(Updated March 14, 2017)
Outfielder Jon Jay, hitless in his first 14 at-bats in the 2011 World Series, experienced one of the longest droughts in Cardinals World Series history.
The skid was surprising for a batter who hit .297 in 455 at-bats during the 2011 regular season.
Jay went 2-for-4 in Game 6 to break the hitless stretch and finished the 2011 World Series with a .111 batting mark (2-for-18).
Here’s a look at Cardinals batters who had World Series slumps similar to what Jay is experienced in 2011:
The light-hitting shortstop, who had a .217 batting average in 14 big-league seasons, enjoyed his most productive season in 1968, batting .253 with 116 hits (both career highs), but that didn’t carry over into the 1968 World Series against the Tigers.
Maxvill, batting eighth, was 0-for-22 with three walks in that World Series.
He twice was lifted for a pinch hitter. In Game 5, infielder Ed Spiezio pinch-hit for Maxvill in the ninth and singled off Mickey Lolich. In Game 7, Maxvill was replaced in the eighth by pinch-hitter Phil Gagliano, who grounded out to third against Lolich.
The third baseman had an outstanding 2004 season, hitting .314 with 34 home runs and a team-leading 124 RBI. It was the first time he had batted .300 or better in a season.
Rolen, batting cleanup, was 0-for-15 in the 2004 World Series against the Red Sox. He had one walk and one sacrifice fly.
The tone was set in Game 1. With the score tied 9-9, the Cardinals had the bases loaded and one out. Rolen popped out to third against closer Keith Foulke and Boston went on to an 11-9 victory. Boxscore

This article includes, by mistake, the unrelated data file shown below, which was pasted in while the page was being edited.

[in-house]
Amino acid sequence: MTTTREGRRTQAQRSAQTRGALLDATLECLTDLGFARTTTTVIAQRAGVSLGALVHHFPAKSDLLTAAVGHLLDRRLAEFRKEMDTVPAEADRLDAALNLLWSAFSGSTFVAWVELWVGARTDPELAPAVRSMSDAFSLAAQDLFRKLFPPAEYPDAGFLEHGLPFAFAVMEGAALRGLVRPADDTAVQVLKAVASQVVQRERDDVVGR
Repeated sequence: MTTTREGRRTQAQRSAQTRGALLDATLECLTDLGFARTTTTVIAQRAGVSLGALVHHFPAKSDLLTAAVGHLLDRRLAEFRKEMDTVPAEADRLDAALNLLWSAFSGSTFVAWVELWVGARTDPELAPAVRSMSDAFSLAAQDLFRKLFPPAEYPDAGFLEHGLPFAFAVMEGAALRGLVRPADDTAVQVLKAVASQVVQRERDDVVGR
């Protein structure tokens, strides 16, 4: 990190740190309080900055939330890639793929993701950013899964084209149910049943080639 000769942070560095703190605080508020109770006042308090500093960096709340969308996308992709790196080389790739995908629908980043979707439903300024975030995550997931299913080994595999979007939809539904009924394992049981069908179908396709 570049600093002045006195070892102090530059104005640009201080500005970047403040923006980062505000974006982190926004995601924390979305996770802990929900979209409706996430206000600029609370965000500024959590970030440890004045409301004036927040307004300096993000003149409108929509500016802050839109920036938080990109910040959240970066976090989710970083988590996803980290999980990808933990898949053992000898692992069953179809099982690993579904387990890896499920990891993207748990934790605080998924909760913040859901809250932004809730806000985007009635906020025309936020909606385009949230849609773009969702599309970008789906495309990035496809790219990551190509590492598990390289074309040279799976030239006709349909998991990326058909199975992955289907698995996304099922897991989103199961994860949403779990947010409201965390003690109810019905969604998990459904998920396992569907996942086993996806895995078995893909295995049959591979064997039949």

The second baseman, acquired July 30, 2006, from the Indians for infielder Hector Luna, had six hits for St. Louis in the National League Division Series against the Padres and six hits in the NL Championship Series against the Mets.
Belliard was 0-for-12 in the 2006 World Series against the Tigers. He started three games at second base. Though manager Tony La Russa tried Belliard in the fifth, sixth and seventh spots in the order during the World Series, nothing worked to shake him from his slump.
A career .310 hitter in 16 major-league seasons, the first baseman batted .304 with 97 RBI in 1930.
Bottomley was 1-for-22 (.045) for the Cardinals in the 1930 World Series against the Athletics. He had a double and two walks. He struck out nine times.
Bottomley batted in the cleanup spot in the first five games of that World Series before being moved to the sixth position for Game 6.
In the pivotal Game 5, it was scoreless in the eighth and the Cardinals had a runner on first with two outs when Bottomley struck out against Lefty Grove. The Athletics went on to a 2-0 victory. Boxscore
Like Rolen, Edmonds had a robust 2004 regular season, hitting .301 with 42 home runs and 111 RBI. He also had seven hits and seven RBI in the NL Championship Series against the Astros.
Edmonds, batting fifth behind Rolen, was 1-for-15 (.067) with a walk and six strikeouts against the Red Sox in the 2004 World Series. His lone hit was a bunt single in his first World Series plate appearance.